"I've adopted a system for clerical magic that involves a die roll. The target is based on the level of prayer or miracle you're trying to call forth; modifiers include class level, a bonus from Wisdom, and one or two others; but the big thing is that using "too many" spells makes it less likely that your next prayer will succeed."
I have a some issues with the idea, though I understand it is trying to impress additional "game" into the system and that can often have good consequences. I don't want to dwell on these issues, just speak them quickly and move onto a finer point.
First of all, it follows the basic route that got 3e into trouble. With recent research into scripts, I've realized that even if they work, they are soon very repetitive in structure. It isn't so much that the character has to roll a die to succeed the spell, its that the die has to be rolled every time ... which a lot of times, becoming too many times and finally ceasing to add anything to the game. The repetition of a script eventually produces a feeling of "meh" no matter what the roll is for.
Secondly, we're not making mages roll on account of faith, or fighters to see if they can swing at targets on account of faith. The only reason to add this particular requirement for a cleric from a game stance is because the cleric's power needs a reduction; and I don't see that in the cleric. The cleric is no an overbalanced character class. So why add a car-jack to the momentum here?
Finally, I'm not a big fan of fail/succeed (+/-) die rolls, no matter what they're based on. Combat rolls to hit work as a +/- frame because there are typically five or six rolls in a given round, and anywhere up to a hundred rolls scattered through a 10-round combat. The +/- works because who fails and when, against whom, creates a random sequence of events, where no one completely fails because hit points soak damage long enough to let the character fail this round yet succeed the next. The individual +/- rolls are largely inconsequential (except for the very few that aren't). But a single roll to see if a spell fails or succeeds? Too consequential to be ignored or compensated for.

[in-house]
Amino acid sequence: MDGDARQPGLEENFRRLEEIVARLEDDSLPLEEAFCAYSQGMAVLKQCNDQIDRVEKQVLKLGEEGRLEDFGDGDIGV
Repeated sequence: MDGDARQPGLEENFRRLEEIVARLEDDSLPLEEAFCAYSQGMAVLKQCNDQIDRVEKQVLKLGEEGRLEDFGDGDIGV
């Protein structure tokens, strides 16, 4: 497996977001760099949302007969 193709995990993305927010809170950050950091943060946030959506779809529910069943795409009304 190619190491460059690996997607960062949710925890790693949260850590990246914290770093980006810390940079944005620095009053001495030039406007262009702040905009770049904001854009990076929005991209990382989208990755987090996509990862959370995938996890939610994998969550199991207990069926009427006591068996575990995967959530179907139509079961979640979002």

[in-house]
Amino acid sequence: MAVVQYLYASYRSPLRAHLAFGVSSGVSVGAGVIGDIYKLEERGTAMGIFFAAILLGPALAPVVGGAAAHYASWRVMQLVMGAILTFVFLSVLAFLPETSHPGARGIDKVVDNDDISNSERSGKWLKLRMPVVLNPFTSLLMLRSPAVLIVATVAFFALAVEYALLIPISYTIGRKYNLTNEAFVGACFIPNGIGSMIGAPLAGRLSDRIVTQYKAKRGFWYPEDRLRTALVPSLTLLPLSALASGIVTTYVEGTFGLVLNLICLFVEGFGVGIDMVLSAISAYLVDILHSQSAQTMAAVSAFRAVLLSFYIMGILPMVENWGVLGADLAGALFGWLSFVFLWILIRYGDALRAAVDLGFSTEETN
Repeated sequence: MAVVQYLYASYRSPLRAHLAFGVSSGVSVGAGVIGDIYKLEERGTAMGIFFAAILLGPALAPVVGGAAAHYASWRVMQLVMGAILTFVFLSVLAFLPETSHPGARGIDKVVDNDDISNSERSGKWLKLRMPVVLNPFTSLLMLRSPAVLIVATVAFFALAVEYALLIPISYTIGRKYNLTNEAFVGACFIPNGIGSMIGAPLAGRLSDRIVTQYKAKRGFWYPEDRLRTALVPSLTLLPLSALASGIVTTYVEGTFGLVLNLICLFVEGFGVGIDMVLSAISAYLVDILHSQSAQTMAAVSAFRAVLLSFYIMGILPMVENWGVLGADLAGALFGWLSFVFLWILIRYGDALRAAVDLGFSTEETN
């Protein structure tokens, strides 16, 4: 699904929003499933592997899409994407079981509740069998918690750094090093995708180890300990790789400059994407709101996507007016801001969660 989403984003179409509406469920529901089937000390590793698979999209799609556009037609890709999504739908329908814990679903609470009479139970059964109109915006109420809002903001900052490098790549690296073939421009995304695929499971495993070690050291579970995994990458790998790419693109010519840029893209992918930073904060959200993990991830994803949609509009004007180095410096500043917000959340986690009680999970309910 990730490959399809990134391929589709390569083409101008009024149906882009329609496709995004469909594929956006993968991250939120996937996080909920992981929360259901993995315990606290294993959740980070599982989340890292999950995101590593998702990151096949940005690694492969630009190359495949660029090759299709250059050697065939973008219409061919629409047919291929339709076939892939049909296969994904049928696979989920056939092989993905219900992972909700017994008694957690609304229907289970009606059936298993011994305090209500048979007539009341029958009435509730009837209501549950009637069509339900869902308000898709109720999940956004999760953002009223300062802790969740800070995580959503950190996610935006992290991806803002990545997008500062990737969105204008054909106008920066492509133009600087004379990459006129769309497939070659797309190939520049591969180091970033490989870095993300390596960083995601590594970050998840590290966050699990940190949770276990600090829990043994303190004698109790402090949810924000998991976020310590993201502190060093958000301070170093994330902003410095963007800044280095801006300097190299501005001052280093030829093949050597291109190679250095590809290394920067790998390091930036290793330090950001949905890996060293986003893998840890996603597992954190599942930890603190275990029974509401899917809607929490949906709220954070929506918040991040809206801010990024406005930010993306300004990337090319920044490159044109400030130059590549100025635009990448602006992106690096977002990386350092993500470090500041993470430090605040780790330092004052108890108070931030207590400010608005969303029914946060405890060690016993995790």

Okay, getting that out of the way.
Let me talk for a moment about the post on faith. Suppose the orc in the example was a player character, and had chosen to take the dwarf's hand. How would I decide if that broke the cleric character's contract with his god or not?
We may suppose I'd decide one of two options: 1) that taking the dwarf's hand was the right decision, so the cleric's spell attempt succeeded; 2) that taking the dwarf's hand was wrong, that the character should have let go and perhaps trusted his god to save him; thus, the spell attempt fails.
Believing that either of these options is relevant is to misunderstand, in the extreme, how a cleric is judged. It does not matter which the player character decides. It matters why the player decided that option.
I'll try to explain. First, we'll rule that no matter what the orc physically does, the orc's god will remain steadfast in the orc's corner and the orc will remain a cleric able to cast spells. The larger point is this.
Suppose the player says, "I will let go, knowing with absolute faith that my god will save me." That is incredibly presumptive. Suddenly, the player has decided that the orc's god is a personal servant, with nothing better to do than run around catching orc clerics as they plummet to earth. Horseshit. Orc clerics die all the time. Perhaps this is the time for this orc cleric to die. Perhaps that's the plan. Presuming the plan, with the assumption that the orc cleric is going to get what he wants, that's the sin. Pride. Selfish pride. That orc cleric lets go, that orc is going to hit the ground and die. I would never, ever, ever, have the god intervene to catch such a selfish prideful cleric.
However ... if the orc cleric's people found the body and raised it, that orc would still be able to cast spells. Falling 500 feet and hitting the ground is lesson enough. Probably the orc will question the reliance on god's hands being there to catch him.
Now suppose the player says, "I will take the dwarf's hand, because I don't want to die. Wow. There's that pride again. Total dismissal of the dilemma. The only thing that matters to this cleric isn't what's right or wrong; the cleric is ready to snap up the first opportunity to live, whatever it takes. Still, it would matter how totally dismissive the player was, and how obviously willing the cleric was to jump to the most self-serving conclusion ~ and perhaps go on and on about it. Excessively. If excessive enough, yeah. That cleric is losing his spellcasting ability. At least for a little while, probably until a hurtful sacrifice was made. Like tossing his favorite +2 mace into the sea.
Of course the spell works.
What matters is not what the cleric does, but the manner in which the cleric does it, how it affects the cleric, how the cleric reconciles it with his or her perspective, what amends are made to the god after the fact and so on. The less the cleric gives a crap about all that stuff? The less that cleric deserves to be a cleric.
There is more than faith in a religion. There is duty too, and charity, and humility. No one gets a free ride on faith alone.